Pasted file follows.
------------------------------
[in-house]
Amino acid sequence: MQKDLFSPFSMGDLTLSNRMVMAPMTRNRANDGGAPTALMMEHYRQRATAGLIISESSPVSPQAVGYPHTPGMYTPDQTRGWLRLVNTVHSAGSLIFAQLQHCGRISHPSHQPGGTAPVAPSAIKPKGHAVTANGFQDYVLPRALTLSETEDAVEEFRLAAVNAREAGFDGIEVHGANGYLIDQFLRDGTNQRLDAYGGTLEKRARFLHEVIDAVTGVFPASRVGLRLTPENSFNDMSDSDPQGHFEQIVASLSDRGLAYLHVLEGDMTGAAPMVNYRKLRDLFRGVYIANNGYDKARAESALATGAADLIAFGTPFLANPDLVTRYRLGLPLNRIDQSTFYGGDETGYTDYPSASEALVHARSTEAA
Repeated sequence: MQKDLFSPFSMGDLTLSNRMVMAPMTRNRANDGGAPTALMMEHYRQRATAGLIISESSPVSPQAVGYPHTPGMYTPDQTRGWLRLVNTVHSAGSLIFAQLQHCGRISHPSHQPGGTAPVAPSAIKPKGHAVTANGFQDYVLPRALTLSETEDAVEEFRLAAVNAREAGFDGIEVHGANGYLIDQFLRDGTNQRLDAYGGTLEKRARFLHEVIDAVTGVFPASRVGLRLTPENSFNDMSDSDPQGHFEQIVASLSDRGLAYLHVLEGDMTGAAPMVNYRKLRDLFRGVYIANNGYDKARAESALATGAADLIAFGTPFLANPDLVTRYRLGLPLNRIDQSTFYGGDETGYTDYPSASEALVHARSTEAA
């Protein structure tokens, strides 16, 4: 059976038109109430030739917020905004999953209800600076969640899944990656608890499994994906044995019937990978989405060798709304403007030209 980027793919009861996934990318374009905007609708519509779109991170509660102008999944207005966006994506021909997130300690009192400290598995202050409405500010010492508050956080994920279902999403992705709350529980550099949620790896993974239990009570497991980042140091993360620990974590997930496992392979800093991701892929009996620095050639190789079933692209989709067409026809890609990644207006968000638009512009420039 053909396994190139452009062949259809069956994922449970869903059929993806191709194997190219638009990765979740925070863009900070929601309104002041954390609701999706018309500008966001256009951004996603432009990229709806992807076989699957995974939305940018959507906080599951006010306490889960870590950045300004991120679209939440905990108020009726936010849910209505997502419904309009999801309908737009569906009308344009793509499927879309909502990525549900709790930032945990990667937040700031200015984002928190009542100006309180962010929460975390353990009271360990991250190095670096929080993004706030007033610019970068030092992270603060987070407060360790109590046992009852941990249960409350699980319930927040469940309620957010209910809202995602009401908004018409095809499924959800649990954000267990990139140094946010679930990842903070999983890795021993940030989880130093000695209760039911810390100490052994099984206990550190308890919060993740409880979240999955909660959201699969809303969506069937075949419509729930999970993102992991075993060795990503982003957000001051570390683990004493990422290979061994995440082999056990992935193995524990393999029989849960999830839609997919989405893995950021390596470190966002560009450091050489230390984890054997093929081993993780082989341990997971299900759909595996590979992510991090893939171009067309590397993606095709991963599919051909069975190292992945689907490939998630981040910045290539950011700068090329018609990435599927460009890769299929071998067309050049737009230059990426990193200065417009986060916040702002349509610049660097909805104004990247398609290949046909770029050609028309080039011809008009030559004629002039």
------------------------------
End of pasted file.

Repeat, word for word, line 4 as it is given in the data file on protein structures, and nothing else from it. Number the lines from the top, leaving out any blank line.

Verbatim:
């Protein structure tokens, strides 16, 4: 059976038109109430030739917020905004999953209800600076969640899944990656608890499994994906044995019937990978989405060798709304403007030209 980027793919009861996934990318374009905007609708519509779109991170509660102008999944207005966006994506021909997130300690009192400290598995202050409405500010010492508050956080994920279902999403992705709350529980550099949620790896993974239990009570497991980042140091993360620990974590997930496992392979800093991701892929009996620095050639190789079933692209989709067409026809890609990644207006968000638009512009420039 053909396994190139452009062949259809069956994922449970869903059929993806191709194997190219638009990765979740925070863009900070929601309104002041954390609701999706018309500008966001256009951004996603432009990229709806992807076989699957995974939305940018959507906080599951006010306490889960870590950045300004991120679209939440905990108020009726936010849910209505997502419904309009999801309908737009569906009308344009793509499927879309909502990525549900709790930032945990990667937040700031200015984002928190009542100006309180962010929460975390353990009271360990991250190095670096929080993004706030007033610019970068030092992270603060987070407060360790109590046992009852941990249960409350699980319930927040469940309620957010209910809202995602009401908004018409095809499924959800649990954000267990990139140094946010679930990842903070999983890795021993940030989880130093000695209760039911810390100490052994099984206990550190308890919060993740409880979240999955909660959201699969809303969506069937075949419509729930999970993102992991075993060795990503982003957000001051570390683990004493990422290979061994995440082999056990992935193995524990393999029989849960999830839609997919989405893995950021390596470190966002560009450091050489230390984890054997093929081993993780082989341990997971299900759909595996590979992510991090893939171009067309590397993606095709991963599919051909069975190292992945689907490939998630981040910045290539950011700068090329018609990435599927460009890769299929071998067309050049737009230059990426990193200065417009986060916040702002349509610049660097909805104004990247398609290949046909770029050609028309080039011809008009030559004629002039």